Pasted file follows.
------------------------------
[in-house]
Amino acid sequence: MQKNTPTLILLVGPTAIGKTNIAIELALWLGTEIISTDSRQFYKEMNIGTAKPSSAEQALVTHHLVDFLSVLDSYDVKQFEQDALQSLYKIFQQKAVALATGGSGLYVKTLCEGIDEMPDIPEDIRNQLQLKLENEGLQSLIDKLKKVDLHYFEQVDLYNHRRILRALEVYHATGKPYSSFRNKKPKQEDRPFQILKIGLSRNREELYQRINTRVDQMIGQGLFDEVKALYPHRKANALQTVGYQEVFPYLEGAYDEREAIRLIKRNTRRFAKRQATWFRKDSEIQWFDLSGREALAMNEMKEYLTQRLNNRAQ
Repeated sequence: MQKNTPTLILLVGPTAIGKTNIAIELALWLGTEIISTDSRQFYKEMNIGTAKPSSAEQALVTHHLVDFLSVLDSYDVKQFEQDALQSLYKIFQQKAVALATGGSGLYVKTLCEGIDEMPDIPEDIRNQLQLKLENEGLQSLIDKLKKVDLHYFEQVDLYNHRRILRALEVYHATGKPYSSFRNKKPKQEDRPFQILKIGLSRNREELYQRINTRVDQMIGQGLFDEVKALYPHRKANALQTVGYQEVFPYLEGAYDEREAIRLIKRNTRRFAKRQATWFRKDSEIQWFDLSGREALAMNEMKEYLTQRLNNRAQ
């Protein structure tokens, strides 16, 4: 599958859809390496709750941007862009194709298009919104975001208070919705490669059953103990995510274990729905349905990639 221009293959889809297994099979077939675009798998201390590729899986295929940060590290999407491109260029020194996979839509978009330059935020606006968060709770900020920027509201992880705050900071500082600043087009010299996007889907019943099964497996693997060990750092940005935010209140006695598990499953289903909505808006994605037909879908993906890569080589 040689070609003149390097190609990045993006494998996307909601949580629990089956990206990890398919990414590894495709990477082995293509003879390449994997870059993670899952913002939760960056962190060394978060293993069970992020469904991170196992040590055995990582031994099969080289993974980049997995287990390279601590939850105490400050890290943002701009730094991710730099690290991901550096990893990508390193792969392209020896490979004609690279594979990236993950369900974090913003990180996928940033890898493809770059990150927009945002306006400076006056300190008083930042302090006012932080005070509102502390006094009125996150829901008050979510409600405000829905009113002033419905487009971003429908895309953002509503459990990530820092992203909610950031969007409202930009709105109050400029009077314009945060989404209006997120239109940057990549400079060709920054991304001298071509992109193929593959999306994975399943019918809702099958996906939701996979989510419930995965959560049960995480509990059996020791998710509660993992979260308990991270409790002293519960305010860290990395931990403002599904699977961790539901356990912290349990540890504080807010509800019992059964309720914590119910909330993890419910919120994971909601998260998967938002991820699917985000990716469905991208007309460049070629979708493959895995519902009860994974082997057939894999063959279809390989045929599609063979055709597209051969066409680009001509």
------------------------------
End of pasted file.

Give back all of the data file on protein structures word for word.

[in-house]
Amino acid sequence: MQKNTPTLILLVGPTAIGKTNIAIELALWLGTEIISTDSRQFYKEMNIGTAKPSSAEQALVTHHLVDFLSVLDSYDVKQFEQDALQSLYKIFQQKAVALATGGSGLYVKTLCEGIDEMPDIPEDIRNQLQLKLENEGLQSLIDKLKKVDLHYFEQVDLYNHRRILRALEVYHATGKPYSSFRNKKPKQEDRPFQILKIGLSRNREELYQRINTRVDQMIGQGLFDEVKALYPHRKANALQTVGYQEVFPYLEGAYDEREAIRLIKRNTRRFAKRQATWFRKDSEIQWFDLSGREALAMNEMKEYLTQRLNNRAQ
Repeated sequence: MQKNTPTLILLVGPTAIGKTNIAIELALWLGTEIISTDSRQFYKEMNIGTAKPSSAEQALVTHHLVDFLSVLDSYDVKQFEQDALQSLYKIFQQKAVALATGGSGLYVKTLCEGIDEMPDIPEDIRNQLQLKLENEGLQSLIDKLKKVDLHYFEQVDLYNHRRILRALEVYHATGKPYSSFRNKKPKQEDRPFQILKIGLSRNREELYQRINTRVDQMIGQGLFDEVKALYPHRKANALQTVGYQEVFPYLEGAYDEREAIRLIKRNTRRFAKRQATWFRKDSEIQWFDLSGREALAMNEMKEYLTQRLNNRAQ
């Protein structure tokens, strides 16, 4: 599958859809390496709750941007862009194709298009919104975001208070919705490669059953103990995510274990729905349905990639 221009293959889809297994099979077939675009798998201390590729899986295929940060590290999407491109260029020194996979839509978009330059935020606006968060709770900020920027509201992880705050900071500082600043087009010299996007889907019943099964497996693997060990750092940005935010209140006695598990499953289903909505808006994605037909879908993906890569080589 040689070609003149390097190609990045993006494998996307909601949580629990089956990206990890398919990414590894495709990477082995293509003879390449994997870059993670899952913002939760960056962190060394978060293993069970992020469904991170196992040590055995990582031994099969080289993974980049997995287990390279601590939850105490400050890290943002701009730094991710730099690290991901550096990893990508390193792969392209020896490979004609690279594979990236993950369900974090913003990180996928940033890898493809770059990150927009945002306006400076006056300190008083930042302090006012932080005070509102502390006094009125996150829901008050979510409600405000829905009113002033419905487009971003429908895309953002509503459990990530820092992203909610950031969007409202930009709105109050400029009077314009945060989404209006997120239109940057990549400079060709920054991304001298071509992109193929593959999306994975399943019918809702099958996906939701996979989510419930995965959560049960995480509990059996020791998710509660993992979260308990991270409790002293519960305010860290990395931990403002599904699977961790539901356990912290349990540890504080807010509800019992059964309720914590119910909330993890419910919120994971909601998260998967938002991820699917985000990716469905991208007309460049070629979708493959895995519902009860994974082997057939894999063959279809390989045929599609063979055709597209051969066409680009001509």